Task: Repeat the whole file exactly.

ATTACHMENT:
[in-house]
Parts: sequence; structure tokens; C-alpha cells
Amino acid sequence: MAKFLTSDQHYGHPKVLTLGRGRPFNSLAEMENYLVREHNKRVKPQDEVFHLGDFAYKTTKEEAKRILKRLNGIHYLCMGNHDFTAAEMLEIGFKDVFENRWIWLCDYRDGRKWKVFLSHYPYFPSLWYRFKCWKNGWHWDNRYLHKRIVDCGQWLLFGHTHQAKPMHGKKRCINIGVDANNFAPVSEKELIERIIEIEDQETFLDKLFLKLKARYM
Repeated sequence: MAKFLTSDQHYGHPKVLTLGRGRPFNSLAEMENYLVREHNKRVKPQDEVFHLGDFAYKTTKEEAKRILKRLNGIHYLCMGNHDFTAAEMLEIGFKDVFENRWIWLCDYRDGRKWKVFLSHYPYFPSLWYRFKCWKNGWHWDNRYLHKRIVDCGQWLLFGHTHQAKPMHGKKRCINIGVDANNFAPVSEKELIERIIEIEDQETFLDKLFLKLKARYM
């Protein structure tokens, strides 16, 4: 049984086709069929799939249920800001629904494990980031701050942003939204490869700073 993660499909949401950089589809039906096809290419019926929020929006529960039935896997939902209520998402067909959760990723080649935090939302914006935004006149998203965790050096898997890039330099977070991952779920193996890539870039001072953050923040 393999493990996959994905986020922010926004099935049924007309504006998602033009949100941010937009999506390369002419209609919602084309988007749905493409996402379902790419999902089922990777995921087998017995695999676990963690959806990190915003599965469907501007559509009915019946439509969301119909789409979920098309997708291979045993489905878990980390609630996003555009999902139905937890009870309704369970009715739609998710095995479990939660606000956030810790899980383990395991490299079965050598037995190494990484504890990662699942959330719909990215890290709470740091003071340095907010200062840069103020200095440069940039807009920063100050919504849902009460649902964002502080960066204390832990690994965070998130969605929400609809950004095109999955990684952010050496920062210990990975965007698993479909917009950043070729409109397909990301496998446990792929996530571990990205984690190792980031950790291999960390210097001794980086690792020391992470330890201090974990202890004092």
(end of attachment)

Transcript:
[in-house]
Parts: sequence; structure tokens; C-alpha cells
Amino acid sequence: MAKFLTSDQHYGHPKVLTLGRGRPFNSLAEMENYLVREHNKRVKPQDEVFHLGDFAYKTTKEEAKRILKRLNGIHYLCMGNHDFTAAEMLEIGFKDVFENRWIWLCDYRDGRKWKVFLSHYPYFPSLWYRFKCWKNGWHWDNRYLHKRIVDCGQWLLFGHTHQAKPMHGKKRCINIGVDANNFAPVSEKELIERIIEIEDQETFLDKLFLKLKARYM
Repeated sequence: MAKFLTSDQHYGHPKVLTLGRGRPFNSLAEMENYLVREHNKRVKPQDEVFHLGDFAYKTTKEEAKRILKRLNGIHYLCMGNHDFTAAEMLEIGFKDVFENRWIWLCDYRDGRKWKVFLSHYPYFPSLWYRFKCWKNGWHWDNRYLHKRIVDCGQWLLFGHTHQAKPMHGKKRCINIGVDANNFAPVSEKELIERIIEIEDQETFLDKLFLKLKARYM
């Protein structure tokens, strides 16, 4: 049984086709069929799939249920800001629904494990980031701050942003939204490869700073 993660499909949401950089589809039906096809290419019926929020929006529960039935896997939902209520998402067909959760990723080649935090939302914006935004006149998203965790050096898997890039330099977070991952779920193996890539870039001072953050923040 393999493990996959994905986020922010926004099935049924007309504006998602033009949100941010937009999506390369002419209609919602084309988007749905493409996402379902790419999902089922990777995921087998017995695999676990963690959806990190915003599965469907501007559509009915019946439509969301119909789409979920098309997708291979045993489905878990980390609630996003555009999902139905937890009870309704369970009715739609998710095995479990939660606000956030810790899980383990395991490299079965050598037995190494990484504890990662699942959330719909990215890290709470740091003071340095907010200062840069103020200095440069940039807009920063100050919504849902009460649902964002502080960066204390832990690994965070998130969605929400609809950004095109999955990684952010050496920062210990990975965007698993479909917009950043070729409109397909990301496998446990792929996530571990990205984690190792980031950790291999960390210097001794980086690792020391992470330890201090974990202890004092």